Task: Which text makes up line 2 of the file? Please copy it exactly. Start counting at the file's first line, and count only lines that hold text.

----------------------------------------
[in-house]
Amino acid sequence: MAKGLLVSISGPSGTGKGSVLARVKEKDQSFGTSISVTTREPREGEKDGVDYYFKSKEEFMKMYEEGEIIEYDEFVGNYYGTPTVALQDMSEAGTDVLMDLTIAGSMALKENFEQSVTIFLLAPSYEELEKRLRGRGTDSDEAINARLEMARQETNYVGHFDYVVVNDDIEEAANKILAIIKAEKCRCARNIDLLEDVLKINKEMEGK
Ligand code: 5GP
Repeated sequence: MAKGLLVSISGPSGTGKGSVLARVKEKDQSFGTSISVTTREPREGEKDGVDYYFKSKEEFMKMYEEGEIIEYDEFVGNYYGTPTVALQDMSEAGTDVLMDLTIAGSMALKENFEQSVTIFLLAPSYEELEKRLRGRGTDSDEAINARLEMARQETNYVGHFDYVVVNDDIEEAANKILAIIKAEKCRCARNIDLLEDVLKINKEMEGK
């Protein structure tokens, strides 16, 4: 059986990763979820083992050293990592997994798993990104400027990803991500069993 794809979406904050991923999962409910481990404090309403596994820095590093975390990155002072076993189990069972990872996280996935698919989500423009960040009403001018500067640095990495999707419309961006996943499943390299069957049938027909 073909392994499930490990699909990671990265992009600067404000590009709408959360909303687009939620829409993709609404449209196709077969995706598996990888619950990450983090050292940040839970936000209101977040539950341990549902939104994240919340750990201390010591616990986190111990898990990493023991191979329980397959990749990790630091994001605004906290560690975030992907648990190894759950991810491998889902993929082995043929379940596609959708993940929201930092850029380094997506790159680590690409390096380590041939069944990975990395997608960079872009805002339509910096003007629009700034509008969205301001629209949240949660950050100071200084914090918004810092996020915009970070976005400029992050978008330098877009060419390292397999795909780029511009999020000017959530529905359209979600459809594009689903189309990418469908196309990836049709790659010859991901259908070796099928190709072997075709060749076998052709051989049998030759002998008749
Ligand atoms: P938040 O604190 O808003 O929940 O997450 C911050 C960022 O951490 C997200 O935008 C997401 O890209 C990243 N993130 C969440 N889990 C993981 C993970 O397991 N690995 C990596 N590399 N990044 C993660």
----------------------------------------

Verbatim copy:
Amino acid sequence: MAKGLLVSISGPSGTGKGSVLARVKEKDQSFGTSISVTTREPREGEKDGVDYYFKSKEEFMKMYEEGEIIEYDEFVGNYYGTPTVALQDMSEAGTDVLMDLTIAGSMALKENFEQSVTIFLLAPSYEELEKRLRGRGTDSDEAINARLEMARQETNYVGHFDYVVVNDDIEEAANKILAIIKAEKCRCARNIDLLEDVLKINKEMEGK